There is a crack in everything. That’s how the light gets in.
– Leonard Cohen

Leonard Cohen performing for the IDF, with Ariel Sharon looking on.

Leonard Cohen performing for the IDF, with Ariel Sharon looking on.

Jew of the Week: Rebbetzin Henny Machlis

Rebbetzin Henny Machlis (Photo Credit: Joan Roth)

Rebbetzin Henny Machlis (Photo Credit: Joan Roth)

Henny Machlis (1957-2015) was born and raised in Brooklyn, the daughter of an Orthodox rabbi. She studied genetics, dietetics, and education at both Brooklyn College and Yeshiva University. Shortly after marrying Rabbi Mordechai Machlis, the two opened up their home to host people for Sabbath meals. Their inspiring words of wisdom and delicious cooking brought more and more guests. Soon, the Machlis family was hosting between 200 and 300 guests for Shabbat meals each week! Among their guests were students, immigrants, and tourists, widows and orphans, the impoverished, homeless, and mentally ill. Many of these slept over for days or weeks, on their couches, tables, and even in their van. Rebbetzin Machlis would cook for 8 hours straight to prepare for each Shabbat, with the help of her 13 kids. Cleaning up would often take until Tuesday. Each Shabbat cost the family $2500, some of which was covered by donations, but most came from their own modest funds, together with many loans, and even the sale of their personal belongings. Amazingly, the family only took off one week a year, during the holiday of Passover. Their door was never locked, and people regularly came in for a safe place to stay. At the same time, the Rebbetzin taught a regular women’s class on Jewish philosophy, while mentoring and advising countless others. Despite her hard work, Machlis was famous for always being cheerful, calm, warm, and modest. Over the past 36 years, her family has hosted over 400,000 people. Sadly, Rebbetzin Machlis passed away last month after a battle with cancer. Many visited her in the hospital, and even there, the Rebbetzin continued her kindness, giving up her own hospital bed to give homeless people a place to rest. At her funeral, a stranger pushed aside her son to draw nearer, saying “I have to get closer. She’s my mother.” Indeed, many consider Henny Machlis their spiritual mother. One person said of her: “When I was with her, I felt embraced by God.” Click here to read more about Henny Machlis’s story.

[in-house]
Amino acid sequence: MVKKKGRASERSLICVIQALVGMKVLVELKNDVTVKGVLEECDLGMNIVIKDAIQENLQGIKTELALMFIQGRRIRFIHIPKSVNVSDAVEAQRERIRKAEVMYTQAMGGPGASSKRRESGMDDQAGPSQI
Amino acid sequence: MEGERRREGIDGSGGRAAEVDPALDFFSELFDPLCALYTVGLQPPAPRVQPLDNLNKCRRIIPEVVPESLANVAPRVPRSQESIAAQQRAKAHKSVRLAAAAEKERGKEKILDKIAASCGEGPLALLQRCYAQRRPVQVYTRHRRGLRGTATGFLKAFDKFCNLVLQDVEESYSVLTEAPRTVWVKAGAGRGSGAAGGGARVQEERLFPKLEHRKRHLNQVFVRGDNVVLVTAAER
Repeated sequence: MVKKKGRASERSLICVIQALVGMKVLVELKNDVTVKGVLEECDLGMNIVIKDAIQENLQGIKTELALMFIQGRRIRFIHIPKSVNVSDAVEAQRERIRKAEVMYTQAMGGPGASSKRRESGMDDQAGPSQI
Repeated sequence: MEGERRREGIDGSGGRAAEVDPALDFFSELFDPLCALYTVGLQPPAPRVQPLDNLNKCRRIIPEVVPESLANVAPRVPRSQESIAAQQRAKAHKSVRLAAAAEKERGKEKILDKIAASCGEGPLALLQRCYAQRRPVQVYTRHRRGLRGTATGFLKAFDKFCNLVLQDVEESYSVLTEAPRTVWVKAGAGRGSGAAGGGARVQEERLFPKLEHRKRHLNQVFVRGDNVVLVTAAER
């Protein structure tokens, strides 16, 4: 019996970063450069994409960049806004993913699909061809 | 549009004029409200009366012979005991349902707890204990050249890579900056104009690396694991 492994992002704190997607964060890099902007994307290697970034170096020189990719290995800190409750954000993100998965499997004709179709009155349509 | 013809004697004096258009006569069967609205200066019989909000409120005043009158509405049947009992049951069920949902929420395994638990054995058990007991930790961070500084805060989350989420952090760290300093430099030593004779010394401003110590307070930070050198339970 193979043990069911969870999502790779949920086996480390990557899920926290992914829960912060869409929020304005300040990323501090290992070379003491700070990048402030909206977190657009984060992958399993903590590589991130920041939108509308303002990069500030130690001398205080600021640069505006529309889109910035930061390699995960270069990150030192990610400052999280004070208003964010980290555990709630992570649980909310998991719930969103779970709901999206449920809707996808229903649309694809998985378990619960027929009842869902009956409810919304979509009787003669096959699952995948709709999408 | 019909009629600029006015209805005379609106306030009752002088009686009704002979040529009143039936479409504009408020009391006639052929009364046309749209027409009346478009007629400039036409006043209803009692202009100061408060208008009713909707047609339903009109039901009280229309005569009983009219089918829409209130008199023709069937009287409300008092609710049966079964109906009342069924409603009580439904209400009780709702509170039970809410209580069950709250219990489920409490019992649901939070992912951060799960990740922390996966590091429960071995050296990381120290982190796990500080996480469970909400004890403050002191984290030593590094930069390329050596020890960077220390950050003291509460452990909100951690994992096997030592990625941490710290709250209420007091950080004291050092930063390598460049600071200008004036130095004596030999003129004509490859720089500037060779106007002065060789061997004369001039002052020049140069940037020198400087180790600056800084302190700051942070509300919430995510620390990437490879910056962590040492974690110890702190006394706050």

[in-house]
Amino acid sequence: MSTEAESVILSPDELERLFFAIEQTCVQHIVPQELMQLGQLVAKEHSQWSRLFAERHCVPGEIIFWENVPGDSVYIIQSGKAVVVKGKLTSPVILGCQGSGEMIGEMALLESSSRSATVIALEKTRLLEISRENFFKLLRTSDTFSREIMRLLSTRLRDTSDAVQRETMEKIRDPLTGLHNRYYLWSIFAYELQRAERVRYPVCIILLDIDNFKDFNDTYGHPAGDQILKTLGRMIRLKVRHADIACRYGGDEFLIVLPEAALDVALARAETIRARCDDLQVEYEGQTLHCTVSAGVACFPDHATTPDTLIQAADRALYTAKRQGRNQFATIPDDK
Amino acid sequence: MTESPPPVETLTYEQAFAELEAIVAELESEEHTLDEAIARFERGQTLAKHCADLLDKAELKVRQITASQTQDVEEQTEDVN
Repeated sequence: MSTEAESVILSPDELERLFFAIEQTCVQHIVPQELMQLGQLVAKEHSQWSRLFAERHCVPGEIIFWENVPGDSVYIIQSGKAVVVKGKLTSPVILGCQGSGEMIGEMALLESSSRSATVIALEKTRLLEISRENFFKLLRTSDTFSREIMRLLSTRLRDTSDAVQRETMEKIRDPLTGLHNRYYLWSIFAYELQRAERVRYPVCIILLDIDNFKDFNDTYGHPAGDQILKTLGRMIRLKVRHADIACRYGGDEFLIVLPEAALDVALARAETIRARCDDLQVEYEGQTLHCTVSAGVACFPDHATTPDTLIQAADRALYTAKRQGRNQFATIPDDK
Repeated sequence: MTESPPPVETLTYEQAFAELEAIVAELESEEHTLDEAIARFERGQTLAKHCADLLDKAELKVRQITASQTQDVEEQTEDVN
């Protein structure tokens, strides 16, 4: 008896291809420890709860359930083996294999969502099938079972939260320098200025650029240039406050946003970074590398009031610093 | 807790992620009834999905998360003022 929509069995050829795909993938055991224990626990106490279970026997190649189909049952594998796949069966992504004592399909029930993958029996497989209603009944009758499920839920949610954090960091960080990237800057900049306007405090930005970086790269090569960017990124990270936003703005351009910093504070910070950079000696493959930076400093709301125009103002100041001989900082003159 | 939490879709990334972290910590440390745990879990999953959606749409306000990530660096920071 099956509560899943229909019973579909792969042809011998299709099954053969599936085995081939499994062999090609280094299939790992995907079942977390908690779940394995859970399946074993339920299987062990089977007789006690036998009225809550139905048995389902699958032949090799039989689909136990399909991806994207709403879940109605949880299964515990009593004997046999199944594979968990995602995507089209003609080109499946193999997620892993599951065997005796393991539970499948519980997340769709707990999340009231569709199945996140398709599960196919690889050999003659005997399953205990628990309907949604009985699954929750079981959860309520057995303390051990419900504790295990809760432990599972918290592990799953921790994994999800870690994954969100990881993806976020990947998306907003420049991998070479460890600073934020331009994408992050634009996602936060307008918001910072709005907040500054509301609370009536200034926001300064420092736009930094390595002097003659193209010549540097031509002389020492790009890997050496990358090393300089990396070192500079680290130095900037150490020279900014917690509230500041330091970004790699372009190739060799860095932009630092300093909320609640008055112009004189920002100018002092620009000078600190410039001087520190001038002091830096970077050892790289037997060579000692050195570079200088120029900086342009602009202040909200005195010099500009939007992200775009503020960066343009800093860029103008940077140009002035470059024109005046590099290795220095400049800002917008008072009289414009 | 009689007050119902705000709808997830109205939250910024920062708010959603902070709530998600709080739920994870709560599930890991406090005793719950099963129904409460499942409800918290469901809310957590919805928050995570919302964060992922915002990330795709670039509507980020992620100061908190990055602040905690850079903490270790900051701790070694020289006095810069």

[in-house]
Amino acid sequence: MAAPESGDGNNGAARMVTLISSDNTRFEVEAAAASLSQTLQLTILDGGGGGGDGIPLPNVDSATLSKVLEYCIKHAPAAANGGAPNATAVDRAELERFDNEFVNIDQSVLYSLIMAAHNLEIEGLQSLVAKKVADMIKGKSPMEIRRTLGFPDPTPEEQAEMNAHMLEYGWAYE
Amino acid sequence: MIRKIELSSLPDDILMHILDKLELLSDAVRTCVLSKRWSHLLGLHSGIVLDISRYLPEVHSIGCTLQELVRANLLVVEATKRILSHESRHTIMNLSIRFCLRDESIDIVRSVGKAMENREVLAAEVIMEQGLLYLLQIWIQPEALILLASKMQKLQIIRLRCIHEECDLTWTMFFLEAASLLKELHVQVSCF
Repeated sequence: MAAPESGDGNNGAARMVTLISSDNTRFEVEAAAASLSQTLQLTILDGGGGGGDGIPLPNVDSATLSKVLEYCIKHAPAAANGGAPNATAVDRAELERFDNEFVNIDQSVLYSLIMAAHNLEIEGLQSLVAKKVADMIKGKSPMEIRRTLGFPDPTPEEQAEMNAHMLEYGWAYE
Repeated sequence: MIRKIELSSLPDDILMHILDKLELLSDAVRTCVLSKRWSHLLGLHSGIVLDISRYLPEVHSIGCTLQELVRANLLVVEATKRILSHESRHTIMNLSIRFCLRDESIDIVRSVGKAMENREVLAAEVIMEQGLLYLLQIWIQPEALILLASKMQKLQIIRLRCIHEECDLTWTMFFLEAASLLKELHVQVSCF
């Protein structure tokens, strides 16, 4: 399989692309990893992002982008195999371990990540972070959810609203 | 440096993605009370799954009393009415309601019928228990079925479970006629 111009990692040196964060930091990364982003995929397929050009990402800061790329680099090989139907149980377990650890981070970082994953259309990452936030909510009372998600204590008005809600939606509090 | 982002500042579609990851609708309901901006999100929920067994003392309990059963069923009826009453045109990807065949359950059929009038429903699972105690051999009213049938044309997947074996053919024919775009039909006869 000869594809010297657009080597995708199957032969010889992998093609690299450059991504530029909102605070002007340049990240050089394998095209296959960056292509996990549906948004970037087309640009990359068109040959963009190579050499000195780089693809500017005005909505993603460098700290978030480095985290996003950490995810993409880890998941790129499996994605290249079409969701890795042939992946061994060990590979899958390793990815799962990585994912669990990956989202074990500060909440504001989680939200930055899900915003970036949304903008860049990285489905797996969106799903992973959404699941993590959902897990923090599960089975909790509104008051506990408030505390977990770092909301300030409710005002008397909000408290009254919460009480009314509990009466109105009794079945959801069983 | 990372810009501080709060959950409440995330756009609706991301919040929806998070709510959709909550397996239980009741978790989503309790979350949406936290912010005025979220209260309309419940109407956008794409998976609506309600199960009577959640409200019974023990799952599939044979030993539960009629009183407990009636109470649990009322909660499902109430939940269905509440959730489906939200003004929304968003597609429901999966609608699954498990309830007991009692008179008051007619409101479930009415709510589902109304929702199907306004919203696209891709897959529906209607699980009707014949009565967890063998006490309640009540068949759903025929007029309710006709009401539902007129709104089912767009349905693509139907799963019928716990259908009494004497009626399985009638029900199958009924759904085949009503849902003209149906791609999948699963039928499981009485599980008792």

Words of the Week

Wisdom from Rebbetzin Machlis:

“All giving is a little bit of imitating God. Giving builds one’s character, and makes one more God-like.”

“Rebbe Nachman of Breslov says that when you cook, the energy that you cook with goes into the food. So if you cook with a lot of anger, you can give people food poisoning. But if you cook with joy, you can give them good health.”

“We are living in the midst of a spiritual holocaust. Most Jews today have no idea of the beauty and depth of Judaism. How can we not do everything in our power, including going into debt, to reach out to our fellow Jews?”